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  • Dasha Lukiniha

The art of making important decisions

Updated: Aug 13, 2018

I find the complexity of choices we often face in life mind boggling. And no, not in a “complex physics equation” type of way but in an ambiguity and uncertainty of the consequences of everything that’s in front of us. The job pays well, is very convenient but I get no sense of purpose from it.. I really like this guy and I have the most amazing conversations with him but really I want more and don’t want to settle.. I love the buzz of this city but my soul is slowly dying among the business of it all… To stay or to go? And what’s really tough is that whatever we choose in the end means sacrificing something big and enjoyable as a trade-off – whether we choose to stay or go. This really got me thinking - if we end up losing something whatever decision we make at the crossroads – what is it that can help choose what we really want deep down and not the opposite? Because, in experience, it seems that when faced with the choice of staying or walking away from something very important to us – there’s usually a large trade off involved. Decided to immigrate to Italy? Yeah, you’ll be able to enjoy the sunshine and eat great food but you’ll rarely see your family. Decided to no longer keep in touch with a guy friend you secretly fancy? No more heartache but also no more incredible conversations.. So how do we make the right choice for ourselves amidst the roller coaster of doubts and emotions?

Know thyself. I know I know, it sounds like common sense, right? This “get to know yourself” phrase seems to be thrown around absolutely everywhere these days and no one quite knows what that means exactly. What I mean in this context is – really, LISTEN to yourself. What is it that you truly want? Do you want to live by the sea, eat pizza and enjoy the slow lifestyle? Or is it what your Mum wants for you and actually what you want is to run around rainy London with a press release in your hand buzzing off of the city’s energy? Or maybe, you’re just burnt out and what you do need is a very long holiday by the beach after which you’ll be running back home ready to take on the world? It’s the inner conflict that’s wrecking all the havoc here – it seems impossible to make ANY choice when it seems that you want two opposing things. But actually when we peel off all the layers of self-doubt and other people’s expectations the direction almost always becomes very clear.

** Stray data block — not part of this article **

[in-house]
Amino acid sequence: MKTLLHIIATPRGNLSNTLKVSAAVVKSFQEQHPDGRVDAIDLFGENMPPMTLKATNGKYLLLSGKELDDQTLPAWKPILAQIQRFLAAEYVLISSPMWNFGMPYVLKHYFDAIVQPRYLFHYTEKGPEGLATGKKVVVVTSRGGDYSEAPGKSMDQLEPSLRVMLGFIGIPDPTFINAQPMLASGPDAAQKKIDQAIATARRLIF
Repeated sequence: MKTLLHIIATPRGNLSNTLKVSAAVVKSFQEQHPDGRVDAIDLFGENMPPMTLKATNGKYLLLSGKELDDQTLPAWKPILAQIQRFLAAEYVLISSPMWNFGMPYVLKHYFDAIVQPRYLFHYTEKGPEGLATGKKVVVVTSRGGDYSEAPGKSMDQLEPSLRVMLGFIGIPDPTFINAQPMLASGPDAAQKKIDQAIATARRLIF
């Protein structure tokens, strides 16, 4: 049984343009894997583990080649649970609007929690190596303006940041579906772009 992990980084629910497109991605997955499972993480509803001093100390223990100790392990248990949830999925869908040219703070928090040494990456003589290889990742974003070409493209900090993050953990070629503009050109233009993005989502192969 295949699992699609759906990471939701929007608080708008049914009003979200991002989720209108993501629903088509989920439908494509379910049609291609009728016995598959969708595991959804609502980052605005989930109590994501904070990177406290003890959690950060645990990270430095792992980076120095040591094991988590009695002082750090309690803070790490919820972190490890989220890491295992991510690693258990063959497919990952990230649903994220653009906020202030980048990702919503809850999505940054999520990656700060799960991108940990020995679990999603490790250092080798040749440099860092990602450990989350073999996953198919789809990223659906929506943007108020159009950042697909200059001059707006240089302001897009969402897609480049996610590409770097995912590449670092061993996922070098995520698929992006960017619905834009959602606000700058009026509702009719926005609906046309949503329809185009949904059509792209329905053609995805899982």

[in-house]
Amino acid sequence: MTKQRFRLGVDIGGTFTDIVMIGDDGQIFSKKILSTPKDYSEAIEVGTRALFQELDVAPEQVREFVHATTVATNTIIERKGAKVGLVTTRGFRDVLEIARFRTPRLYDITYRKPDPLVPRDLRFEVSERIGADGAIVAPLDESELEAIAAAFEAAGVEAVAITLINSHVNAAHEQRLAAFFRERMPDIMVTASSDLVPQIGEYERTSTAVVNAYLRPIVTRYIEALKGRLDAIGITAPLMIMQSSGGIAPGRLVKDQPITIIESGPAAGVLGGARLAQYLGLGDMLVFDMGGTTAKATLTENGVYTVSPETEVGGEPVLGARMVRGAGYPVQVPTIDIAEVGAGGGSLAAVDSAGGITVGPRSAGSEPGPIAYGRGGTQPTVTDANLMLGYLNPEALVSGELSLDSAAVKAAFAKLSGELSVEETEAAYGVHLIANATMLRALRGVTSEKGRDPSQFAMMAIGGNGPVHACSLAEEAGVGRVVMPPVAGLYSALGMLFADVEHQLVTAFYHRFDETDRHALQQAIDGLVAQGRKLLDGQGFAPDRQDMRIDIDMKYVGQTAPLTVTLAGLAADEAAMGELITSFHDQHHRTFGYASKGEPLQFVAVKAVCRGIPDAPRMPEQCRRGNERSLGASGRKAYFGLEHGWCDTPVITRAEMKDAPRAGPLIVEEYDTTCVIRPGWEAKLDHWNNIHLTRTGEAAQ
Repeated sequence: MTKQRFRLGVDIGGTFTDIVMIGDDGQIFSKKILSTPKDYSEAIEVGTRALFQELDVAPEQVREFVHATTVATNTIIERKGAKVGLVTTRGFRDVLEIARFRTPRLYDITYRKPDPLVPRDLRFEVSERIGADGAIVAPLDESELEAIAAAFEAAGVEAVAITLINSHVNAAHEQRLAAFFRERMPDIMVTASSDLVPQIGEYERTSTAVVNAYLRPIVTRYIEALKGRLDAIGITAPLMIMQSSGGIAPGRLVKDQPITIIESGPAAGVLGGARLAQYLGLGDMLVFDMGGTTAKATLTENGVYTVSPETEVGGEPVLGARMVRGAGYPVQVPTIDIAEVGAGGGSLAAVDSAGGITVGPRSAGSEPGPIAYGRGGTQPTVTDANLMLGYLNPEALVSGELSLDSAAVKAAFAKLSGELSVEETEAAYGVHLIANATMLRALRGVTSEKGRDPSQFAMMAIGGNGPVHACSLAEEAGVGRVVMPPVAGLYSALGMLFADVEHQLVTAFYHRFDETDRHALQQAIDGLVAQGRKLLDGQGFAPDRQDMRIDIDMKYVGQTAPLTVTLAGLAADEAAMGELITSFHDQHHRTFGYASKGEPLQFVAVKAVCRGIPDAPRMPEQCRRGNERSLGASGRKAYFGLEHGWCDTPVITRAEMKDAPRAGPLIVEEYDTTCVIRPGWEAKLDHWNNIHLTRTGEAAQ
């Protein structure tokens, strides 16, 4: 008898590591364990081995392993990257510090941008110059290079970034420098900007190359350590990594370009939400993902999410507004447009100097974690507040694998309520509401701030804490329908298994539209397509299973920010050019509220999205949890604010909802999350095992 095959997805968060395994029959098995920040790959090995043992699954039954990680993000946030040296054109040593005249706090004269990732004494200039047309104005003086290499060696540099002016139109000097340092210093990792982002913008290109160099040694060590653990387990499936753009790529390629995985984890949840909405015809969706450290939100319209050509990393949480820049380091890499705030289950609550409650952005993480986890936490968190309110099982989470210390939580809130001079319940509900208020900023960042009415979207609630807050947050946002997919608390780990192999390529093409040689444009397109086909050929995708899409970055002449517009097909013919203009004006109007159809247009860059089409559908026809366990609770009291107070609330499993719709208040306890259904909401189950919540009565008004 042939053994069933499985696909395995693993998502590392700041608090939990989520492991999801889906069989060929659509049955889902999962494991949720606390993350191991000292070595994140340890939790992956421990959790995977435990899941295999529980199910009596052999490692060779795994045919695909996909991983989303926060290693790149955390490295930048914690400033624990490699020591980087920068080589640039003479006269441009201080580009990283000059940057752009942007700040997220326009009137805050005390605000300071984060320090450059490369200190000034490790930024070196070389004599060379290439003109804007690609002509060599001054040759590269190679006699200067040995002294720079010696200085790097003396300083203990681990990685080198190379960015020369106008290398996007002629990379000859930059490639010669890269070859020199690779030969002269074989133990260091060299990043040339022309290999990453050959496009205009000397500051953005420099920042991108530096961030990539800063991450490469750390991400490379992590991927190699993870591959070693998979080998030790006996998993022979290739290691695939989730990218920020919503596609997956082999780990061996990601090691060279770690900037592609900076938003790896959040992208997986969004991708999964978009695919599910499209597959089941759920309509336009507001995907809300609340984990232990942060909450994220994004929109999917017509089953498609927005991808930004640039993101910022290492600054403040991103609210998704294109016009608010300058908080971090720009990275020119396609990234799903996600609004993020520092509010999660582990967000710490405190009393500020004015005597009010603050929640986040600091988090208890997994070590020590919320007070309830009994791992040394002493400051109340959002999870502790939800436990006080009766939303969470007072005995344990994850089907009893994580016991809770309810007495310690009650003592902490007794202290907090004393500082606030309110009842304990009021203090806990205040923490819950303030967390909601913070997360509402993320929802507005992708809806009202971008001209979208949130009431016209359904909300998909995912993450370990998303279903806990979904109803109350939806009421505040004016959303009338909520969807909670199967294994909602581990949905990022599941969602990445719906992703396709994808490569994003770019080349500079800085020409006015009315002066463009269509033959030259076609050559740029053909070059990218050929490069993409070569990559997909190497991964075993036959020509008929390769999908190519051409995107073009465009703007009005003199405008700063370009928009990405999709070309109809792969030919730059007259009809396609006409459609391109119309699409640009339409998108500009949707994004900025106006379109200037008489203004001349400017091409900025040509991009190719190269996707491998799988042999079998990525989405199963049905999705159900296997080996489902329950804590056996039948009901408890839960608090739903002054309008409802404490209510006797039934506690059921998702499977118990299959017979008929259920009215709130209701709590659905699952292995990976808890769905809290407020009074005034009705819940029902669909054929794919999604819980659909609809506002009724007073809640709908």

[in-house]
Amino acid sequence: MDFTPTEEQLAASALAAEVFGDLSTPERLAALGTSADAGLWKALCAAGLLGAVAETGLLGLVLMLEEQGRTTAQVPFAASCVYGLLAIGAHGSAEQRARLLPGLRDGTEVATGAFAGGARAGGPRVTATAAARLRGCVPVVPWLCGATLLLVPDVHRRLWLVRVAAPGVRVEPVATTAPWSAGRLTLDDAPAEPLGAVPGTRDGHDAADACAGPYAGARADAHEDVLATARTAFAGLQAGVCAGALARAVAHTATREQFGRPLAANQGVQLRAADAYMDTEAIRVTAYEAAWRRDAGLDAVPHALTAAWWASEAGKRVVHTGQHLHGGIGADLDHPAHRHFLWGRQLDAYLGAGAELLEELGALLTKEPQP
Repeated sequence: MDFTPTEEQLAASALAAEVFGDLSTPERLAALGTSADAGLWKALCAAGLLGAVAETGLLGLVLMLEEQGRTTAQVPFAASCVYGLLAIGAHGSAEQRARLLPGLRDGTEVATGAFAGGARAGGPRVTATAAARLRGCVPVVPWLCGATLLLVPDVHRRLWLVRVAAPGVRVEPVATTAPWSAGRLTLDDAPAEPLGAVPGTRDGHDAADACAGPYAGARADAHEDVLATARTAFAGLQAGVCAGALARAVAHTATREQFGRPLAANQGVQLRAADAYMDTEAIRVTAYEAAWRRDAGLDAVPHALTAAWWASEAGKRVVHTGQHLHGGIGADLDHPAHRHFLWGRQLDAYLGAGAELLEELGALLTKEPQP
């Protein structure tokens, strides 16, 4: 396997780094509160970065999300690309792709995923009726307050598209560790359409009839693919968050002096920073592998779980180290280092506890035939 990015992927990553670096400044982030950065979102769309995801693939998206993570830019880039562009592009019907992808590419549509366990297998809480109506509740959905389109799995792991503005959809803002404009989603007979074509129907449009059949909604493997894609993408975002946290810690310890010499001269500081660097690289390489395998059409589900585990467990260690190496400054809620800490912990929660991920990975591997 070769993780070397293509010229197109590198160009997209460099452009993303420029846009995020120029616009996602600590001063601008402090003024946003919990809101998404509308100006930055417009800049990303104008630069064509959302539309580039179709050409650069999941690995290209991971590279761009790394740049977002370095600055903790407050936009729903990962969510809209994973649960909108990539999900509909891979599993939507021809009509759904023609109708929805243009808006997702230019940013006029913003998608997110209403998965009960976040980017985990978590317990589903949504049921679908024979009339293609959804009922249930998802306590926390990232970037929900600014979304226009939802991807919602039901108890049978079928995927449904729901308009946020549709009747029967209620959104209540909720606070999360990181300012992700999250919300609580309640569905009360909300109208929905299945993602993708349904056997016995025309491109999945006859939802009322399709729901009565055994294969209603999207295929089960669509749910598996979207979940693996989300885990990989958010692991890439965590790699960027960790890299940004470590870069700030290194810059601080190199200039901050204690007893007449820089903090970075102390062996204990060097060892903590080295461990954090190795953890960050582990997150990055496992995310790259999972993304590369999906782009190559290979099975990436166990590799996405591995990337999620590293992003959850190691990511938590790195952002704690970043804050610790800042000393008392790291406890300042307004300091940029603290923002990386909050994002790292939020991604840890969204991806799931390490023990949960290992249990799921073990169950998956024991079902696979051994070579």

Which promptly brings me to my second point of being brave enough to allow yourself to want what you want and go for what you want. And very often that comes down to our self-esteem. Sometimes we just don’t believe that we can get what we truly want inside and so we settle for less. A job that is comfortable but doesn’t bring joy to the soul? That’s normal, everyone does it this way. This work is comfortable and it pays the bills, it’s more than what most ask for.  A guy who can’t commit? That’s normal, he’s just not ready, if I wait a bit longer I’m sure he’ll change. And all because we don’t think we can find a loving partner who is more than happy to commit. So very often we repress the very true desire that we have and settle for a surrogate instead. I feel like in choosing between the two options it’s imperative to truly know what it is that you, yourself, want. No ifs and no buts. Because in order for a great thing to come along we need to make space for it and if it’s taken by a substitute it makes it almost possible.

And finally, time. Giving yourself time and space to meditate on whatever your situation may be is truly golden. The answers aren’t always apparent immediately and can only be seen later, and very often the opposite of what we thought at the beginning.

But if there’s one thing which I consider to be of absolute paramount importance when deciding “to stay or to go” - is giving myself the permission to make a decision that I may later perceive as a mistake  – because that’s what life experience is about, right? J It’s always okay to change your mind and try another avenue, trial and error is key – otherwise we risk living our lives paralysed with the fear of making the wrong decision and never make a step forward.